Mirrored integrated patient practitioner journey mapping for addressing persistent health inequities lived by Aboriginal people in Northern British Columbia
- Principal investigator Kendra Mitchell-Foster
Sarah de Leeuw
- Host institution University of Northern British Columbia
Aboriginal people in northern BC live with persistent health service inequities. This research asks:
- What is the current character of the interface between health provision institutions and Aboriginal communities in the rapidly evolving social, cultural and political climate?
- In the diverse landscape of Aboriginal communities, what are the common gaps in health services and programs, and how can they be addressed in a holistic way to renew the health and well-being of Aboriginal people and communities?
Research design heavily incorporating Indigenous methodologies, ways of knowing, and decolonizing methodologies will be used to develop a model for integrated health and a well-being journey mapping integrating both sides of the patient/practitioner interface with specific attention to:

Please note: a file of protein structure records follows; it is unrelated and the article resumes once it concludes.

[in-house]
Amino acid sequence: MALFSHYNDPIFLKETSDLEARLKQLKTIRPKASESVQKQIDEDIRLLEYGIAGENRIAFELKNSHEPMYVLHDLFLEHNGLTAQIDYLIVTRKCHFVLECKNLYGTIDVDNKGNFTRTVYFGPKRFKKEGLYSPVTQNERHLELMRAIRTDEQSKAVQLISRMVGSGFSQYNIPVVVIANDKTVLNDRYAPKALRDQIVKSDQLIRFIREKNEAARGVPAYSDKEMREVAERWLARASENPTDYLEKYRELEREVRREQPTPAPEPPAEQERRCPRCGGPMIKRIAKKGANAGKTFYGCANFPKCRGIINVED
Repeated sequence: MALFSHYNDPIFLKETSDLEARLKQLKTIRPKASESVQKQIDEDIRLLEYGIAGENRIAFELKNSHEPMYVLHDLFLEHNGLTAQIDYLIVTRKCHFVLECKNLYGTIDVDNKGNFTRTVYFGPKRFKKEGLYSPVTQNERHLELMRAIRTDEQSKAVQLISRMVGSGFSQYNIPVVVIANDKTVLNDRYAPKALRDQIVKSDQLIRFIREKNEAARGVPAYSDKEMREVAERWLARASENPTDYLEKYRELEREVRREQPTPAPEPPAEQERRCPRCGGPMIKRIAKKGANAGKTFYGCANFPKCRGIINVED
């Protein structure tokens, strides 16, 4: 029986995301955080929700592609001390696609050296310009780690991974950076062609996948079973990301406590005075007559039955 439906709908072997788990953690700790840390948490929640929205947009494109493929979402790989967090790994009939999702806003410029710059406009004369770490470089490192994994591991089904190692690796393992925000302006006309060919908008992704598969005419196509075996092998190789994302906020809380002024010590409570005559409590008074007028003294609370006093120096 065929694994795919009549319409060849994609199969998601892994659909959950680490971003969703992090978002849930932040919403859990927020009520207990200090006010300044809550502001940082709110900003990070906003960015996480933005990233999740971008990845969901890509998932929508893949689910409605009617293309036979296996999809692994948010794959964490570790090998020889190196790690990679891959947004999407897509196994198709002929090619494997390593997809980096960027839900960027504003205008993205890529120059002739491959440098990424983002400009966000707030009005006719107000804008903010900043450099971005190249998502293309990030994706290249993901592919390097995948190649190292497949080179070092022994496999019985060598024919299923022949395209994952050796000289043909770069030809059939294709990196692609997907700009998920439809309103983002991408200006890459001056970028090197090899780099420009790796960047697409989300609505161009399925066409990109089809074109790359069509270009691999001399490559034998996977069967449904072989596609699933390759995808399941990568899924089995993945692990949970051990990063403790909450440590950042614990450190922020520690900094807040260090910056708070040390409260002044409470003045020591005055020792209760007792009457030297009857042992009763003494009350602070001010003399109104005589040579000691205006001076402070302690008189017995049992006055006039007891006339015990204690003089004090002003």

- Socio-cultural determinants of health.
- The specific context of Aboriginal communities in urban, rural and remote northern BC.
- Attention to applied methodologies and Knowledge To Action (KTA), Aboriginal KT (AKT), and integrated Knowledge Translation (iKT) strategies.
This work will:
- Describe the nature of the current paradigm shift in health services and program provision for Aboriginal communities and identify emerging streams of new vision and work to improve their health and wellbeing.
- Identify and explore community-driven mechanisms to renew trust at the community-institutional interface and to expand access to culturally safer programs in Aboriginal communities.